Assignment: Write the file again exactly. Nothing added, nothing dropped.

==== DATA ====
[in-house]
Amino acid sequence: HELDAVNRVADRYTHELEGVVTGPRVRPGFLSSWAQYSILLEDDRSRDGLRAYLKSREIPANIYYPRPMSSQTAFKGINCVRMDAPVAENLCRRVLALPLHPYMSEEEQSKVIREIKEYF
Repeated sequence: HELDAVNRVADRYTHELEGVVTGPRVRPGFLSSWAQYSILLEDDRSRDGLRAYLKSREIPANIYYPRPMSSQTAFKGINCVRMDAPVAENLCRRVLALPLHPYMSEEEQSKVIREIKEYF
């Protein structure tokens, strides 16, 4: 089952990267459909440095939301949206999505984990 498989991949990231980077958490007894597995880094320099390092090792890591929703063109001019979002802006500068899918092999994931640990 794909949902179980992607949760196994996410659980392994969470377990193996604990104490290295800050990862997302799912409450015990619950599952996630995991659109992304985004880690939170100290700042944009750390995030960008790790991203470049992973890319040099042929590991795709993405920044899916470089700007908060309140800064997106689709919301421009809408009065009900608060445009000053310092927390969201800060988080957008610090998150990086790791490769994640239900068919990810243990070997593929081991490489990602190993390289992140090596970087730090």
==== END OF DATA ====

[in-house]
Amino acid sequence: HELDAVNRVADRYTHELEGVVTGPRVRPGFLSSWAQYSILLEDDRSRDGLRAYLKSREIPANIYYPRPMSSQTAFKGINCVRMDAPVAENLCRRVLALPLHPYMSEEEQSKVIREIKEYF
Repeated sequence: HELDAVNRVADRYTHELEGVVTGPRVRPGFLSSWAQYSILLEDDRSRDGLRAYLKSREIPANIYYPRPMSSQTAFKGINCVRMDAPVAENLCRRVLALPLHPYMSEEEQSKVIREIKEYF
């Protein structure tokens, strides 16, 4: 089952990267459909440095939301949206999505984990 498989991949990231980077958490007894597995880094320099390092090792890591929703063109001019979002802006500068899918092999994931640990 794909949902179980992607949760196994996410659980392994969470377990193996604990104490290295800050990862997302799912409450015990619950599952996630995991659109992304985004880690939170100290700042944009750390995030960008790790991203470049992973890319040099042929590991795709993405920044899916470089700007908060309140800064997106689709919301421009809408009065009900608060445009000053310092927390969201800060988080957008610090998150990086790791490769994640239900068919990810243990070997593929081991490489990602190993390289992140090596970087730090």